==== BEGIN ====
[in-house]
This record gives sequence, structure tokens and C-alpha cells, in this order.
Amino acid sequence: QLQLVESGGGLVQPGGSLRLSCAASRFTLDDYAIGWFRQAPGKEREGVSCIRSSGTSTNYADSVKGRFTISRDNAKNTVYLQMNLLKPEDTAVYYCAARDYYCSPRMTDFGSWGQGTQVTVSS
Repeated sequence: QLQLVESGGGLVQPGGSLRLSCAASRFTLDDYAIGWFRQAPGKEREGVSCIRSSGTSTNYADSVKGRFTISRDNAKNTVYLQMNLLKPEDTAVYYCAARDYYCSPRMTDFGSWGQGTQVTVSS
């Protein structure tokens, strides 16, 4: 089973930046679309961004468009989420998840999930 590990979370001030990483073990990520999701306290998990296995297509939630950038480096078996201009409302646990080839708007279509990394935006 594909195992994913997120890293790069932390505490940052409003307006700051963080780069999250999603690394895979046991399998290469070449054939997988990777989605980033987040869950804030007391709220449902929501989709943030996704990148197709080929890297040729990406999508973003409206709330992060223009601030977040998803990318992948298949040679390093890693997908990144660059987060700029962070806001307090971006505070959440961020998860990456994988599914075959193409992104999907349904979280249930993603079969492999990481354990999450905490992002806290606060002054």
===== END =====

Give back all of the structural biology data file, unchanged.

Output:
[in-house]
This record gives sequence, structure tokens and C-alpha cells, in this order.
Amino acid sequence: QLQLVESGGGLVQPGGSLRLSCAASRFTLDDYAIGWFRQAPGKEREGVSCIRSSGTSTNYADSVKGRFTISRDNAKNTVYLQMNLLKPEDTAVYYCAARDYYCSPRMTDFGSWGQGTQVTVSS
Repeated sequence: QLQLVESGGGLVQPGGSLRLSCAASRFTLDDYAIGWFRQAPGKEREGVSCIRSSGTSTNYADSVKGRFTISRDNAKNTVYLQMNLLKPEDTAVYYCAARDYYCSPRMTDFGSWGQGTQVTVSS
């Protein structure tokens, strides 16, 4: 089973930046679309961004468009989420998840999930 590990979370001030990483073990990520999701306290998990296995297509939630950038480096078996201009409302646990080839708007279509990394935006 594909195992994913997120890293790069932390505490940052409003307006700051963080780069999250999603690394895979046991399998290469070449054939997988990777989605980033987040869950804030007391709220449902929501989709943030996704990148197709080929890297040729990406999508973003409206709330992060223009601030977040998803990318992948298949040679390093890693997908990144660059987060700029962070806001307090971006505070959440961020998860990456994988599914075959193409992104999907349904979280249930993603079969492999990481354990999450905490992002806290606060002054």